Consumer attitudes toward selling a home have taken a significant downturn in recent years, according to a study released by the Mortgage Bankers Association (MBA).
Investigating consumer sentiment with regards to the real estate market, the research was based on 30 years of real estate data. Professor Gary Engelhardt of Syracuse University conducted the study, sponsored by the MBA's Research Institute for Housing America.
Engelhardt reports a dramatic decline in the outlook towards selling a home, noting positive sentiment ranged from 40 to 60 percent in the years leading up to 2005, but reached lows of 7 percent in the following years. He expects this state of affairs to continue in the short term, due to home seller price expectations and circumstances. There is a more favorable view of buying, however.
"Despite high unemployment and slow economic growth, the bulk of American households believe that now is a good time to buy a home," said Engelhardt. "Positive sentiment towards home-buying is strong particularly among young, educated, white and Hispanic households, and is attributable to low house prices and low mortgage interest rates."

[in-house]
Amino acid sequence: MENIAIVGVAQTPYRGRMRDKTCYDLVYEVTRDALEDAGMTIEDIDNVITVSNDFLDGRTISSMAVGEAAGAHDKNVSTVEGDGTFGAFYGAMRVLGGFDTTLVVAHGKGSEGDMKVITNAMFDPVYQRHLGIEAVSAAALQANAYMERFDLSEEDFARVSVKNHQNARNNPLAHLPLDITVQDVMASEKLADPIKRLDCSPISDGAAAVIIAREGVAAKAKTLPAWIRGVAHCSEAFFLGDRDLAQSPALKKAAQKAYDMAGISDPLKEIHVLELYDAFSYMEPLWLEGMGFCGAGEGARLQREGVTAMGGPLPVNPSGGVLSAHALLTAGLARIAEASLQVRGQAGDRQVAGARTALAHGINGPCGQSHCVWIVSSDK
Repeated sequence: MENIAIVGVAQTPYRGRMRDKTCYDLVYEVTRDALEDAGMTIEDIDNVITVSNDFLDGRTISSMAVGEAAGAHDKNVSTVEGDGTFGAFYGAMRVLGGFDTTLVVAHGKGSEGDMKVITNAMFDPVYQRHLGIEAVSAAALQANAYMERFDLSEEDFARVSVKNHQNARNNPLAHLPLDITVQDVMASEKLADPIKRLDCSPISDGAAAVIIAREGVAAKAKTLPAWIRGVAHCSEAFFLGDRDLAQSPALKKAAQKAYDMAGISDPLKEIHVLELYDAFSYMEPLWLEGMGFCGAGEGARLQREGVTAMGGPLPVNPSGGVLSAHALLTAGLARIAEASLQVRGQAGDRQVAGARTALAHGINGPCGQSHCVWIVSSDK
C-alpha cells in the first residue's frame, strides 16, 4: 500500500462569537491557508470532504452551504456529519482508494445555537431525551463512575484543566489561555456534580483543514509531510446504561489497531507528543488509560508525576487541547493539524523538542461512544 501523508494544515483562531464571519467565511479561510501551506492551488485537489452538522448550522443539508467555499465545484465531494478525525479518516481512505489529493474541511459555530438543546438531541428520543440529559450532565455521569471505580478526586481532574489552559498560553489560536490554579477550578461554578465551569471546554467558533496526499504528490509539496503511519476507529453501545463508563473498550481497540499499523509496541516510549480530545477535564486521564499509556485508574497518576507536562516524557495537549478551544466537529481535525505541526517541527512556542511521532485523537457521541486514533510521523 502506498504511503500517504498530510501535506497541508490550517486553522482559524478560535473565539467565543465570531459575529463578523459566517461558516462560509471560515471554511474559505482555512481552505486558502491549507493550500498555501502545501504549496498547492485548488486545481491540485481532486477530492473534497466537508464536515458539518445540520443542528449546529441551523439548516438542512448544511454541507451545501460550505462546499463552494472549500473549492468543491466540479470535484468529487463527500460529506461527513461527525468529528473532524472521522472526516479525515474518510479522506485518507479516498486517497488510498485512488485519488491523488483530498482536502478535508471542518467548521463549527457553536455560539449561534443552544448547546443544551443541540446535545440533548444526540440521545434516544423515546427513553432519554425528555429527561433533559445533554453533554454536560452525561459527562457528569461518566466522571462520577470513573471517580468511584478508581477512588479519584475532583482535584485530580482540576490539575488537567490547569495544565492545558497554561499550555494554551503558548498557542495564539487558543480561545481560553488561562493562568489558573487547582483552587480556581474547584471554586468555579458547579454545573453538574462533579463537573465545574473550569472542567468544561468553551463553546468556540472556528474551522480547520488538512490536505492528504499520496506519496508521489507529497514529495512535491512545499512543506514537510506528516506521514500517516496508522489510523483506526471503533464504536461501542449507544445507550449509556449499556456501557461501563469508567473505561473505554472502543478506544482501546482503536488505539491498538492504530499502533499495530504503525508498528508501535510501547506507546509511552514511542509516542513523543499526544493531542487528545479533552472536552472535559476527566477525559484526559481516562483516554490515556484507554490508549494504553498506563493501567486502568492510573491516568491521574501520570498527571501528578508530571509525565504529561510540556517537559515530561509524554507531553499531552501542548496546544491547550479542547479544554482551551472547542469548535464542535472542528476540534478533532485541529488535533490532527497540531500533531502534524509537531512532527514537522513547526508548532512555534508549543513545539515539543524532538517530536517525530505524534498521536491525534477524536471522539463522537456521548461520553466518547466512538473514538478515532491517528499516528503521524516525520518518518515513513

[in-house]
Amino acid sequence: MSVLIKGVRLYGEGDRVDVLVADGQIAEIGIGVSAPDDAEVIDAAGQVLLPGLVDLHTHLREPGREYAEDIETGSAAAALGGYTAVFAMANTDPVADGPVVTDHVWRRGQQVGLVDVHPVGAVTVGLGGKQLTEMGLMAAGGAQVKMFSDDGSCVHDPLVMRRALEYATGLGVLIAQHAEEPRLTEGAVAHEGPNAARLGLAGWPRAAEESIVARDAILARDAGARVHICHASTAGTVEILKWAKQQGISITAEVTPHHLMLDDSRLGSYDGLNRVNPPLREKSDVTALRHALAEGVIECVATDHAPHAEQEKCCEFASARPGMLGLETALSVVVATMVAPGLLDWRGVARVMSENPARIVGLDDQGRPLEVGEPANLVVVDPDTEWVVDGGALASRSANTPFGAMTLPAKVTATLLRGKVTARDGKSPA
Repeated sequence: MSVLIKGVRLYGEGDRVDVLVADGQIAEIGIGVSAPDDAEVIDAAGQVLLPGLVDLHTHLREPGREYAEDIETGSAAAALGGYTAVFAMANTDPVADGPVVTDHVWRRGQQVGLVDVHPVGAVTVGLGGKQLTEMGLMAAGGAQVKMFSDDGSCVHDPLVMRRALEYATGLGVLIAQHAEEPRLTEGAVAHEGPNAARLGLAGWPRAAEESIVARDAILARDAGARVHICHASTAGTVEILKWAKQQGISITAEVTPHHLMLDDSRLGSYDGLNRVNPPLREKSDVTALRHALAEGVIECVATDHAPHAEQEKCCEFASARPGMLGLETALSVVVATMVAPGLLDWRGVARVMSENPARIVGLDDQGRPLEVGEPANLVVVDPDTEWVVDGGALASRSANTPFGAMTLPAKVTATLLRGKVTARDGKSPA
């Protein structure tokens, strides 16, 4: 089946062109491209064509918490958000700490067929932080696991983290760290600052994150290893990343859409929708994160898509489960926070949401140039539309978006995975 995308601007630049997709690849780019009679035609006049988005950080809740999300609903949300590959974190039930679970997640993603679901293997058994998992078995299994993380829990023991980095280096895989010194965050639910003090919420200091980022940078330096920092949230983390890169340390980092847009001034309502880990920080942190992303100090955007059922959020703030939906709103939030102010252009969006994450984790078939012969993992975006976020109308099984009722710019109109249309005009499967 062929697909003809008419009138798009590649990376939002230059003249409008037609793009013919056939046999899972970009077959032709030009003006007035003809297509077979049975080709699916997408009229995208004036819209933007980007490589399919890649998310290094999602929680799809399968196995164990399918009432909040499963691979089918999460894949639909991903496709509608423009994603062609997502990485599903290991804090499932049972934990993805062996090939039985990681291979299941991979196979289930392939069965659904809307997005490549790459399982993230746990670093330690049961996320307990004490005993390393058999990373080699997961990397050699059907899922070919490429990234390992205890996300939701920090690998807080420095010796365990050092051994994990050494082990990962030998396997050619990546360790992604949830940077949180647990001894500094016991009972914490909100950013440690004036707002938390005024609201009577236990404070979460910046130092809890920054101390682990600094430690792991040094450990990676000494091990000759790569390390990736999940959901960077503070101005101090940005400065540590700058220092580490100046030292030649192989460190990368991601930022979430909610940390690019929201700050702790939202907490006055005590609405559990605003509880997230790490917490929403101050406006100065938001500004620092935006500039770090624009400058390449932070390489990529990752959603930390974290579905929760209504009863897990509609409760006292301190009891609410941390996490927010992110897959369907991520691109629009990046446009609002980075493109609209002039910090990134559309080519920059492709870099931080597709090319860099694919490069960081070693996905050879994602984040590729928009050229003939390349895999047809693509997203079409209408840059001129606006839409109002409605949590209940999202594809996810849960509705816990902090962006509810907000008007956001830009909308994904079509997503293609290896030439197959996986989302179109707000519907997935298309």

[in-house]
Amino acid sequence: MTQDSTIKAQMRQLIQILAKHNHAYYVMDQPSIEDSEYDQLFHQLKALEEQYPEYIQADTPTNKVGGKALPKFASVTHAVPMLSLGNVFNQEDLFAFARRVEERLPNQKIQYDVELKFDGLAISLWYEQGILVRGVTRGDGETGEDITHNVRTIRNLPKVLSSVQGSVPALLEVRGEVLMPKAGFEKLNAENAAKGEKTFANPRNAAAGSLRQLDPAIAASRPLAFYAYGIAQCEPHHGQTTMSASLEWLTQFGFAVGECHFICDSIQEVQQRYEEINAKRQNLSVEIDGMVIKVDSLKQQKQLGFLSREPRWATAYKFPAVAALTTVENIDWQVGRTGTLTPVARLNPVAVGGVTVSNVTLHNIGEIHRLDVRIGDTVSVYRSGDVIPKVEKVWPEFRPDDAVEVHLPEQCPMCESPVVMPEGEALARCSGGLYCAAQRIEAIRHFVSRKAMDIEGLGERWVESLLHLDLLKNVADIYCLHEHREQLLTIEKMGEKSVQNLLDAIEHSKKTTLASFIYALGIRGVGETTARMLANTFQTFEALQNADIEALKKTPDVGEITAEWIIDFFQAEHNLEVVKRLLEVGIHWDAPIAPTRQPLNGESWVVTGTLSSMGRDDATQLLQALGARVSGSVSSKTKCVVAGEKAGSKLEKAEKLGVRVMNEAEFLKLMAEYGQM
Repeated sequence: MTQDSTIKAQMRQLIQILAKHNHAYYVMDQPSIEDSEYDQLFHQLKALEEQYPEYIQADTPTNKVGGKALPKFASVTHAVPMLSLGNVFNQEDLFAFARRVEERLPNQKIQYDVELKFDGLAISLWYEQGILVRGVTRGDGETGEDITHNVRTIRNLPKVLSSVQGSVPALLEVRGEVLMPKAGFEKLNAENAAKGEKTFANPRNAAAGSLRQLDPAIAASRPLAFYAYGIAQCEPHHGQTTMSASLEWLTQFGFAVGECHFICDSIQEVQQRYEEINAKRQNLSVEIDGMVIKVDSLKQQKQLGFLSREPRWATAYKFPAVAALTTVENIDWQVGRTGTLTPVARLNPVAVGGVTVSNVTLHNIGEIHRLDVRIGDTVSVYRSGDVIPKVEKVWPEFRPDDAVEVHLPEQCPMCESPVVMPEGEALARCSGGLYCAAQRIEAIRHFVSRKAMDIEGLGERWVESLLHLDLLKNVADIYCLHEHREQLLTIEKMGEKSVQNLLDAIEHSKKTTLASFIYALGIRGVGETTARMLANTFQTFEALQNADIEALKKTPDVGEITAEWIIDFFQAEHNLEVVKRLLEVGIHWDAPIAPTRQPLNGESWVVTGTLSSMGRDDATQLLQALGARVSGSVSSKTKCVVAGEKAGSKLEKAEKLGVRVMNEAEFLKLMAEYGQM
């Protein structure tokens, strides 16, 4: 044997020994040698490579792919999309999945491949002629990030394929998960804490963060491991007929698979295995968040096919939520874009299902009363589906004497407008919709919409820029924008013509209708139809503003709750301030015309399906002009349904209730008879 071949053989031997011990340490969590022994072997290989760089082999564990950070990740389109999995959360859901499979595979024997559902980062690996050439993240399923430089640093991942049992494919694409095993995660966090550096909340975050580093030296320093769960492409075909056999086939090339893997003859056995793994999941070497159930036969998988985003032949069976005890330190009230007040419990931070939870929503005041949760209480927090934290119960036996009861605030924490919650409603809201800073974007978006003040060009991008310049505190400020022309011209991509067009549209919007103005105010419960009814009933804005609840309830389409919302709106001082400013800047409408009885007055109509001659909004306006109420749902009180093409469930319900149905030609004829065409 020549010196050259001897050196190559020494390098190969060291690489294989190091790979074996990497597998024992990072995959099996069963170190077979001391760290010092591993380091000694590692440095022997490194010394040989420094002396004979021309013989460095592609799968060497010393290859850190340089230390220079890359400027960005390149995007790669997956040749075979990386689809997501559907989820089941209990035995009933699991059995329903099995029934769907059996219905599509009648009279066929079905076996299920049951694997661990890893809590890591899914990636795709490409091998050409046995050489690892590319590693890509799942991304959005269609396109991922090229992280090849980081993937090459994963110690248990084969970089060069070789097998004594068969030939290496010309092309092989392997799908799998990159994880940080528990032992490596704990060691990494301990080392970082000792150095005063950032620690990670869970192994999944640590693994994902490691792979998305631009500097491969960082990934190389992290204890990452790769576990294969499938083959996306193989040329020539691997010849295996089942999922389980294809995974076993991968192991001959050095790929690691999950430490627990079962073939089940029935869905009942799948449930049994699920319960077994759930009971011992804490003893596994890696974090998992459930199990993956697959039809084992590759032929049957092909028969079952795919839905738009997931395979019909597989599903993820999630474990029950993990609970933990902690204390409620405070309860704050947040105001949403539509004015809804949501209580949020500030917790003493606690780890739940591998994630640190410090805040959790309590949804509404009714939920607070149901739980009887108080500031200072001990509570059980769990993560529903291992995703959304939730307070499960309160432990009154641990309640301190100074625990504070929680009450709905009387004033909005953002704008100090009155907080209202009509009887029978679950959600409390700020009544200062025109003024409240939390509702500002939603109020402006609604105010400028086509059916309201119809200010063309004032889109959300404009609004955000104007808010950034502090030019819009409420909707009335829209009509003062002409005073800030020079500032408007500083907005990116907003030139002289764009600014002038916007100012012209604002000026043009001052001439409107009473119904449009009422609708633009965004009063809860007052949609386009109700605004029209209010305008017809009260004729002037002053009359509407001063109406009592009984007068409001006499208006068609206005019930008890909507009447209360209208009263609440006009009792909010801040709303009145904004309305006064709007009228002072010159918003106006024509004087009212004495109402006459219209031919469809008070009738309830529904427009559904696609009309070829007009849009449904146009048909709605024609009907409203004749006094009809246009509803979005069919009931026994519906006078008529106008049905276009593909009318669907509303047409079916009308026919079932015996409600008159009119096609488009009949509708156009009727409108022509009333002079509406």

He noted the pattern of home-buying sentiment resembles that witnessed during previous recessions, decreasing when employment falls. Similarly, improvement seems to occur when job creation strengthens and housing affordability increases.
Engelhardt predicts homebuying sentiment will stay positive for the time being, in keeping with MBA projections.